Just 24 hours after team-mate Helen Jenkins won the women's race, the brother of two-time world champion Alistair kicked away from Switzerland's Sven Riederer and South Africa's Richard Murray to clock one hour, 48 minutes and 47 seconds.
This summer Brownlee was expected to play a supporting role to his brother, who is currently sidelined by an Achilles tendon injury and is not planning to return to action until June's World Triathlon Series race in Kitzbuehel.
However, on this evidence the double world sprint champion should be a serious contender to his sibling.
In contrast to his brother, who is aiding his recovery by training on an underwater treadmill at the home they share in Yorkshire, Jonathan Brownlee has enjoyed his best-ever off-season and it showed.
He started to impose himself on the race when he got into a small break on the bike leg and by the time the run was winding up to a conclusion he was in pole position and primed to strike, with a sudden injection of late pace that has become a family trademark.
"For me it was the first race of the season, I didn't really know what to expect," said Brownlee.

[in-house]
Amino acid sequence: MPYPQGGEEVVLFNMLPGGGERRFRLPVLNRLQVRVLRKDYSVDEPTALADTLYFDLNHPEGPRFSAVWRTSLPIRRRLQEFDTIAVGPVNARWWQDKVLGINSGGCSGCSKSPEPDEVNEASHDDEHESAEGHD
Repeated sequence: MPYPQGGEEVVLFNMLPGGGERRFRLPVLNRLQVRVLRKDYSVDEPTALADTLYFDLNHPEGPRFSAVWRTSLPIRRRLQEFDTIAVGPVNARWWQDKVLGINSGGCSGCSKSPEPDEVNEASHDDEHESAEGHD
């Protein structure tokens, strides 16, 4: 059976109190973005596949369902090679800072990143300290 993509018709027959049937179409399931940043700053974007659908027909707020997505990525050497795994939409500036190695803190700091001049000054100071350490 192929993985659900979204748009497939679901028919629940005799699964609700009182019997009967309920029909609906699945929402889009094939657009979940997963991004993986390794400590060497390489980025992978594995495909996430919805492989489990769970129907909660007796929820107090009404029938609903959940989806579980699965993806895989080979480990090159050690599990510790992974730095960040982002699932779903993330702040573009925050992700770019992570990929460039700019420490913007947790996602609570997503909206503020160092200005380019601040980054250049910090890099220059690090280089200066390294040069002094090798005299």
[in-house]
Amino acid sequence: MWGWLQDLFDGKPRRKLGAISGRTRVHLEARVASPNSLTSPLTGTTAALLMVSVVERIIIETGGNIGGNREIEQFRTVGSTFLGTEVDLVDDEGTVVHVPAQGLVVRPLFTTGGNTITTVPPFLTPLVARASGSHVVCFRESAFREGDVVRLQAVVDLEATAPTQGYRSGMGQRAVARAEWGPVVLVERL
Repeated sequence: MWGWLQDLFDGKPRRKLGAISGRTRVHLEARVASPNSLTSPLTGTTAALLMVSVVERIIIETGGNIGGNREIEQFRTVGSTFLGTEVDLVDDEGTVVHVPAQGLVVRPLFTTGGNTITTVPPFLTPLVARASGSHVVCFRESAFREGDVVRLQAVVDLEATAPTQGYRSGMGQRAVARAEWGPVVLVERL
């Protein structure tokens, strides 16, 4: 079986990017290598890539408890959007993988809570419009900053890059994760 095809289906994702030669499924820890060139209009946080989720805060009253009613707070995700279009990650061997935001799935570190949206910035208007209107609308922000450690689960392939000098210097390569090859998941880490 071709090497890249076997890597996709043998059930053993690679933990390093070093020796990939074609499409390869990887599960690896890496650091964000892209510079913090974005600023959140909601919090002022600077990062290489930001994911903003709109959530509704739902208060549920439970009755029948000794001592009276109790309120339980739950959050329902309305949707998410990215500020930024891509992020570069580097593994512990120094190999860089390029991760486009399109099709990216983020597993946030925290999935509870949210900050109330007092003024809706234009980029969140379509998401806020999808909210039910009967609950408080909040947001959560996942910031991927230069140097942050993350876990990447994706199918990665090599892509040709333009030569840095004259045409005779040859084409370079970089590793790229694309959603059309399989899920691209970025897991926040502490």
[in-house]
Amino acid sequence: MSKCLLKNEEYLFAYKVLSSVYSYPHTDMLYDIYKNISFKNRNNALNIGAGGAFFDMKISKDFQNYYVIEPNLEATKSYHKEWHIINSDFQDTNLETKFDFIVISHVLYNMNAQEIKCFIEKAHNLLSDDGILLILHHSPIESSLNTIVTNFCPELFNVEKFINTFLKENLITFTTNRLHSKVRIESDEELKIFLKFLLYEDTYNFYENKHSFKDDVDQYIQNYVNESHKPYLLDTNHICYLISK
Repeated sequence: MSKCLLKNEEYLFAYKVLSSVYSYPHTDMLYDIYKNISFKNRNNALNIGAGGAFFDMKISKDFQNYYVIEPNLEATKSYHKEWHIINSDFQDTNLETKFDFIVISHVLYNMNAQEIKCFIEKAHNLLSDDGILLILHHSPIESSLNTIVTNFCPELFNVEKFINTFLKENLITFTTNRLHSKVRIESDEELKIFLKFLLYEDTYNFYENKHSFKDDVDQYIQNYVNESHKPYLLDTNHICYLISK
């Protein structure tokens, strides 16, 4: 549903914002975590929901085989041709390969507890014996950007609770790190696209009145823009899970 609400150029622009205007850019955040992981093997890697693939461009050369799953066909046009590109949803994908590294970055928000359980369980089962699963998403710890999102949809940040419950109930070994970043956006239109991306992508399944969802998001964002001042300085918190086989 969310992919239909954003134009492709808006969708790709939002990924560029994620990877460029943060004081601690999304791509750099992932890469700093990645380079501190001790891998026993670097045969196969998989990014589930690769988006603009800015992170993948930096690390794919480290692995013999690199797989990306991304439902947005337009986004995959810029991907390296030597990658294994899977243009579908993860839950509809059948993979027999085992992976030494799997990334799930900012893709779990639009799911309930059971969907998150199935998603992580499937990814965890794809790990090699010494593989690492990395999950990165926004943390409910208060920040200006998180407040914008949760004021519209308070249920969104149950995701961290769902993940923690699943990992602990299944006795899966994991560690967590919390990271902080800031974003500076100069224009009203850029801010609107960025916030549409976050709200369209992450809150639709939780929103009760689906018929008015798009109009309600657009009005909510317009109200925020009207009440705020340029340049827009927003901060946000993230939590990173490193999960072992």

"Seven months is a long time out, I was in a bit of shock at the race briefing thinking wow, 'It's been a long long time since I've been in one of these'. I went into the race very relaxed really because I knew I didn't have to do anything, I didn't have to finish top nine, top four or anything, I just had to race my own race.
"The swim and the bike were good, I wasn't sure what to expect on that, but I have been running well all winter and my cross country races have been good. I felt good on the run. I felt a bit tired towards the end, I think I lacked a bit of racing there.
"Sven Riederer is a tough guy, he's chased me down a few times before, in Beijing he chased me down down and he never gives up.
"So it was a good race, it shows that the training has gone well over the winter and I'm looking forward to the next race really."
Meanwhile, with the Brownlees considered a lock for two of the three available British men's places at the Olympics, team-mate Tim Don, himself a former world champion, made his case for the remaining slot with a solid seventh place finish.